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Obstet Gynecol. 1994 Aug;84(2):193-9.

Abuse history and chronic pain in women: I. Prevalences of sexual abuse and physical abuse.

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  • 1Department of Psychology, University of Iowa, Iowa City.

Abstract

OBJECTIVE:

To compare the prevalences of childhood and adult physical and sexual abuse in women with chronic pelvic pain to those in women with chronic nonpelvic pain (headache) and pain-free women.

METHODS:

Using a structured interview, we assessed the prevalence rates of both sexual abuse and physical abuse in 64 women with chronic pelvic pain, 42 women with chronic headache, and 46 pain-free women. Abuse histories were stratified by age at occurrence and severity. Demographic characteristics of the three groups were also assessed.

RESULTS:

Women with chronic pelvic pain were found to have a higher lifetime prevalence of sexual abuse, involving penetration or other contact with the unclothed genitals or anus (ie, major sexual abuse), than either comparison group. Further, more women in the chronic pelvic pain group had experienced major sexual abuse in both childhood and adulthood than women in the headache group, but there was no difference with the pain-free group. With respect to physical abuse, women in the chronic pelvic pain group had a higher lifetime prevalence than pain-free women, but not compared to those with chronic headache. In addition, more women with chronic pelvic pain reported physical abuse in both childhood and adulthood and both major sexual abuse and physical abuse at some time in their lives than did either comparison group.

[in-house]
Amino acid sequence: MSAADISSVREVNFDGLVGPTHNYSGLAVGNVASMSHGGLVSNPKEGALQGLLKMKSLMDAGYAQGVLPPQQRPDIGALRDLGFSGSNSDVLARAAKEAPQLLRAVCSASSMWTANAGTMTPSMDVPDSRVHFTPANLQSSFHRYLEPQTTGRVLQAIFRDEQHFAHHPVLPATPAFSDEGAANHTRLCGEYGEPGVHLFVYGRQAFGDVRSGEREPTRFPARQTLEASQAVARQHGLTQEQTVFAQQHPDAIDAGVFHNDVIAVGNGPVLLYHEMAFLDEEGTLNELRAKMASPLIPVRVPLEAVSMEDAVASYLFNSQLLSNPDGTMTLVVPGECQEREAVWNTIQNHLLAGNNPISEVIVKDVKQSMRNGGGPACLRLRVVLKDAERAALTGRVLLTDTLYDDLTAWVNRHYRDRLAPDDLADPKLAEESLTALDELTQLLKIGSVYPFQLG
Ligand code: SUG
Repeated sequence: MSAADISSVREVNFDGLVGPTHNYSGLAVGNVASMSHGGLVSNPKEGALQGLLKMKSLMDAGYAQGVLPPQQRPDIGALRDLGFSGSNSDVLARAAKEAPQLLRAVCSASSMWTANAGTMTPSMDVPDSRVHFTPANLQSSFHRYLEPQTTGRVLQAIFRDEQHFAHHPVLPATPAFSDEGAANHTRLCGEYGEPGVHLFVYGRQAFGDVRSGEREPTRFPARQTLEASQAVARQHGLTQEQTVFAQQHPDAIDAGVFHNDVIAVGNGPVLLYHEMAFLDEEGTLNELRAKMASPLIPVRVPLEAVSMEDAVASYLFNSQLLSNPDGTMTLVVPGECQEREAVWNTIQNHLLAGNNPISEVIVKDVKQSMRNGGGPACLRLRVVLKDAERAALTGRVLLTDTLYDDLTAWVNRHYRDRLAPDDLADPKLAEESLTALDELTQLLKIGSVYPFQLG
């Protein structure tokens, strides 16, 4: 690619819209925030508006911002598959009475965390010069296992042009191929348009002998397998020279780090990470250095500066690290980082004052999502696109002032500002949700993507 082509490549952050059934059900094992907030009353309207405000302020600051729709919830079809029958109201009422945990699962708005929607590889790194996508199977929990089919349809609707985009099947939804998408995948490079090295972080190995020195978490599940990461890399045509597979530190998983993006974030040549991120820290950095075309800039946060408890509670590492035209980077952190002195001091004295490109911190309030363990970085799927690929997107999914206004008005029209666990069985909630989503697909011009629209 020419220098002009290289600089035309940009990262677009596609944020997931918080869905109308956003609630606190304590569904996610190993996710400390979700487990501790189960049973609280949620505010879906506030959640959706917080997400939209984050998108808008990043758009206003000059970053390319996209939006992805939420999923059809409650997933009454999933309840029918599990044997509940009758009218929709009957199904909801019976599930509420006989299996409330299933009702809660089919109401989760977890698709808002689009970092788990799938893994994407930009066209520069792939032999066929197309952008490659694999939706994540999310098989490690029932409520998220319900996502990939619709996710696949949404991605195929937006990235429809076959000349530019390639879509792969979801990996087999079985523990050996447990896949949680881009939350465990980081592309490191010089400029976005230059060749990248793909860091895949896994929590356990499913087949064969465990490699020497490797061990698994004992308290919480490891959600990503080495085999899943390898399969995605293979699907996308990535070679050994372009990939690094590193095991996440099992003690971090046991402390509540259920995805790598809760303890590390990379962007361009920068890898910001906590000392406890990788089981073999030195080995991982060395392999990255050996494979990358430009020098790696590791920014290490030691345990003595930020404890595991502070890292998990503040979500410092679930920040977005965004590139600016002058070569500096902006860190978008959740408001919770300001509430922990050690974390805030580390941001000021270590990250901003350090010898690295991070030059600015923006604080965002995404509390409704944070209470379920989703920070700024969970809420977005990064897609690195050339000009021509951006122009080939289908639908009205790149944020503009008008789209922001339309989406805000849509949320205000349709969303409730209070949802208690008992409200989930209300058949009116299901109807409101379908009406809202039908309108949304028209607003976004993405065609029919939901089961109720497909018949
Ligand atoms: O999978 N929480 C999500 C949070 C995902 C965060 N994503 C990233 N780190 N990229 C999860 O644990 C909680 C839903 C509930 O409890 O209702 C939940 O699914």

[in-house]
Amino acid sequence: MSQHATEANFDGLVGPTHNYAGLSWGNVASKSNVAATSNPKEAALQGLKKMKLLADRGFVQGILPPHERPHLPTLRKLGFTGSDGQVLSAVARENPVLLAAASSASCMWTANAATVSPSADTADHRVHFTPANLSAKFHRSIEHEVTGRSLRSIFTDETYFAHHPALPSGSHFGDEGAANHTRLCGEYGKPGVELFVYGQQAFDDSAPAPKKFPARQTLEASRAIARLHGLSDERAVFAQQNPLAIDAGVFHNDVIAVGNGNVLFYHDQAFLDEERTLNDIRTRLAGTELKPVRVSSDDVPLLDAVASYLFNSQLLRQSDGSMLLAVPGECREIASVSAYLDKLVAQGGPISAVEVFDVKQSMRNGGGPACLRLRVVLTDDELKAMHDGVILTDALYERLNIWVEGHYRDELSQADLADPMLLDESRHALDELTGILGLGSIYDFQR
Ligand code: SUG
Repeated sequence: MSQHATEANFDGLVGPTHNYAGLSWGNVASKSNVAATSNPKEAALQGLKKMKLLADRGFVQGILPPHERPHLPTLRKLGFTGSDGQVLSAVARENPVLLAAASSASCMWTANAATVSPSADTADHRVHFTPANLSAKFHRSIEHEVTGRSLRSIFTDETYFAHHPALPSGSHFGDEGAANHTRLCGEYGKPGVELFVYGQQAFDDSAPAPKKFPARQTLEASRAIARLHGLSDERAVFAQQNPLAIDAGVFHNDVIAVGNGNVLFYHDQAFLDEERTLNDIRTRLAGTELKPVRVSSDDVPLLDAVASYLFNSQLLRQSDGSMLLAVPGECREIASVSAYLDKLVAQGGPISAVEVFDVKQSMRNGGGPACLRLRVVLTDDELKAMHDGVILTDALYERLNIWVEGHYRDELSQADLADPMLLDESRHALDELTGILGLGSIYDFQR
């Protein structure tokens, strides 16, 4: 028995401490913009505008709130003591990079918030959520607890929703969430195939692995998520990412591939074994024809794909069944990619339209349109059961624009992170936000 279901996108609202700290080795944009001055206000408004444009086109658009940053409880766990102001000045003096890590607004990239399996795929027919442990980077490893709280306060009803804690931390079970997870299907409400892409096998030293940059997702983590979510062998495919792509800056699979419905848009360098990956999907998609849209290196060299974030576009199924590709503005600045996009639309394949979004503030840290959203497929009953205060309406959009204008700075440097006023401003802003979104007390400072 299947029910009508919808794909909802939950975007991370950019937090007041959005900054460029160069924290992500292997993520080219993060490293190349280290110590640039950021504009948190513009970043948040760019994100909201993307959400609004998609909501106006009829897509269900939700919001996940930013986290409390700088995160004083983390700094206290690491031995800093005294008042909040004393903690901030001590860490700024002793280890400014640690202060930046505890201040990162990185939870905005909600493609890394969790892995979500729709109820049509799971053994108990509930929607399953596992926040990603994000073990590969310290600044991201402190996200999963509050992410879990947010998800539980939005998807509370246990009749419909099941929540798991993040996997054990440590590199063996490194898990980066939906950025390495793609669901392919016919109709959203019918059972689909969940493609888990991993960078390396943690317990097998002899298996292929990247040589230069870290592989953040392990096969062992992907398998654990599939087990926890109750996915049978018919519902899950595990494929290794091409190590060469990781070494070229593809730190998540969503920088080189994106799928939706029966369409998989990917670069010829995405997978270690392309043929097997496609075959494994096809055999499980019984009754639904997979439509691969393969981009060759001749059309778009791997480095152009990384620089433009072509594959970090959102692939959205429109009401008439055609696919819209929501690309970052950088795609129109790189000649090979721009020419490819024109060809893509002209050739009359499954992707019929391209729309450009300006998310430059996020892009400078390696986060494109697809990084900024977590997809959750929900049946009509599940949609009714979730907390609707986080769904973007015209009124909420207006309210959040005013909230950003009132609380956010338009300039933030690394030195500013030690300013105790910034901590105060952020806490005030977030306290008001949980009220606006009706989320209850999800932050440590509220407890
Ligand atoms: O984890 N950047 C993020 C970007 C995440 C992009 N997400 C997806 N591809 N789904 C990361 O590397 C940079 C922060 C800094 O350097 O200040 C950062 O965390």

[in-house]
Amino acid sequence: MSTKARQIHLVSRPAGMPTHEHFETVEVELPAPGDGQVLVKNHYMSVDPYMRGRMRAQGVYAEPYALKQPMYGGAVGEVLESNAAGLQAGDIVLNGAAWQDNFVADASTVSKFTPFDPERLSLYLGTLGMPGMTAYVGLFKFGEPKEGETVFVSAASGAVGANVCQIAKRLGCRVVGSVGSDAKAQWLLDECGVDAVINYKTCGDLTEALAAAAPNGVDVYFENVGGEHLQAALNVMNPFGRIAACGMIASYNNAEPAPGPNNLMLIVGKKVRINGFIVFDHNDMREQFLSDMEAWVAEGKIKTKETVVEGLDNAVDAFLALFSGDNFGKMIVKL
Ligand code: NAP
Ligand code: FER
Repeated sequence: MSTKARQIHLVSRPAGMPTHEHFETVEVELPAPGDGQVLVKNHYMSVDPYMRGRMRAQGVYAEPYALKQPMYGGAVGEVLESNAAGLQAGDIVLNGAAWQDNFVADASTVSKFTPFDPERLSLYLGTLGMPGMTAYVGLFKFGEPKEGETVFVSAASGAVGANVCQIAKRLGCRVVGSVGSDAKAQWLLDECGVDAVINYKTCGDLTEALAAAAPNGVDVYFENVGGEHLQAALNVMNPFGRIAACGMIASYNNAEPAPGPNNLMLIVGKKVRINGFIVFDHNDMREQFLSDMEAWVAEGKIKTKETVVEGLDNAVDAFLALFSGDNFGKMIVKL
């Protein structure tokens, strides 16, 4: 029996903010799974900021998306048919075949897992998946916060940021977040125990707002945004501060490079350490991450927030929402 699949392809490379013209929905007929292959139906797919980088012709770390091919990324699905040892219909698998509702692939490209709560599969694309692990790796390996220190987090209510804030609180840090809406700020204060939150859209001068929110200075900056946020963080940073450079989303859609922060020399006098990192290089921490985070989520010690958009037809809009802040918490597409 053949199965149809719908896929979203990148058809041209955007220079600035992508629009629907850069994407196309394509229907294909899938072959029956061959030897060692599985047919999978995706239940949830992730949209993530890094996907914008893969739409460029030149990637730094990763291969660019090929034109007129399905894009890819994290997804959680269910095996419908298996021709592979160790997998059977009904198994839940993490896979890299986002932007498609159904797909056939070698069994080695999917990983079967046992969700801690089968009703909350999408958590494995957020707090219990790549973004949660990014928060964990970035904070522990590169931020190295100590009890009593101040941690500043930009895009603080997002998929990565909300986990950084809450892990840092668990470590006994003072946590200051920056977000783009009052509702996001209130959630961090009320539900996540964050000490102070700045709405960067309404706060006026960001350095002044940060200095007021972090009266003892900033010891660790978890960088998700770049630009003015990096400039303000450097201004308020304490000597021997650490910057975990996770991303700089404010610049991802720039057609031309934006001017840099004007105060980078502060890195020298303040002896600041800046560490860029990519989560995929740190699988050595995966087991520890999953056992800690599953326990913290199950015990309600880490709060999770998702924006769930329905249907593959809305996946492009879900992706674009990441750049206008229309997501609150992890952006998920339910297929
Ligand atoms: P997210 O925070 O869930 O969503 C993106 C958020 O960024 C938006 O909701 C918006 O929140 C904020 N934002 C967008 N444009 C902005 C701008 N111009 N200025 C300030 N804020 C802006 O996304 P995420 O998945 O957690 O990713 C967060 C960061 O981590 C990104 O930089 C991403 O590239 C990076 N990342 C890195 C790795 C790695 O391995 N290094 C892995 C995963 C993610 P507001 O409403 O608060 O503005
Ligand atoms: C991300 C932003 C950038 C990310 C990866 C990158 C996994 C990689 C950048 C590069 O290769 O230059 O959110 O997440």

CONCLUSIONS:

These results support a specific association between major sexual abuse and chronic pelvic pain and a more general association between physical abuse and chronic pain. Moreover, the global nature of the abuse histories of the women in the chronic pelvic pain group suggests that more rigorous studies of the relation between abuse history and chronic pelvic pain are needed.

PMID:
8041529
[PubMed - indexed for MEDLINE]
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